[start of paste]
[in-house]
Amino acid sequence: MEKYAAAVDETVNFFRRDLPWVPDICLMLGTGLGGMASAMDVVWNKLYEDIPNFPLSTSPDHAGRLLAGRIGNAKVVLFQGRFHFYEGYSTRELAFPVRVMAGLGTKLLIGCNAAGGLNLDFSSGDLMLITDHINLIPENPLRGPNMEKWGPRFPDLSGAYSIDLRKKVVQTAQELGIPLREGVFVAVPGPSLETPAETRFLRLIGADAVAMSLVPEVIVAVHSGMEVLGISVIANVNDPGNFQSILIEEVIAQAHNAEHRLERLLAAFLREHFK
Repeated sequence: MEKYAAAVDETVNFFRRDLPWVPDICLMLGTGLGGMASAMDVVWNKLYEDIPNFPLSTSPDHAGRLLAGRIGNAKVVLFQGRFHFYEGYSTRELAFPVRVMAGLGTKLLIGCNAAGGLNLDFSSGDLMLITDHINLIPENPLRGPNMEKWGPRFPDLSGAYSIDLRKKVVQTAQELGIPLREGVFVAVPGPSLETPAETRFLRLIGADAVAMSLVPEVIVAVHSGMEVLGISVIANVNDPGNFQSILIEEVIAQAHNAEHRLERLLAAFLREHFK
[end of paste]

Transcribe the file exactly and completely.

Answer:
[in-house]
Amino acid sequence: MEKYAAAVDETVNFFRRDLPWVPDICLMLGTGLGGMASAMDVVWNKLYEDIPNFPLSTSPDHAGRLLAGRIGNAKVVLFQGRFHFYEGYSTRELAFPVRVMAGLGTKLLIGCNAAGGLNLDFSSGDLMLITDHINLIPENPLRGPNMEKWGPRFPDLSGAYSIDLRKKVVQTAQELGIPLREGVFVAVPGPSLETPAETRFLRLIGADAVAMSLVPEVIVAVHSGMEVLGISVIANVNDPGNFQSILIEEVIAQAHNAEHRLERLLAAFLREHFK
Repeated sequence: MEKYAAAVDETVNFFRRDLPWVPDICLMLGTGLGGMASAMDVVWNKLYEDIPNFPLSTSPDHAGRLLAGRIGNAKVVLFQGRFHFYEGYSTRELAFPVRVMAGLGTKLLIGCNAAGGLNLDFSSGDLMLITDHINLIPENPLRGPNMEKWGPRFPDLSGAYSIDLRKKVVQTAQELGIPLREGVFVAVPGPSLETPAETRFLRLIGADAVAMSLVPEVIVAVHSGMEVLGISVIANVNDPGNFQSILIEEVIAQAHNAEHRLERLLAAFLREHFK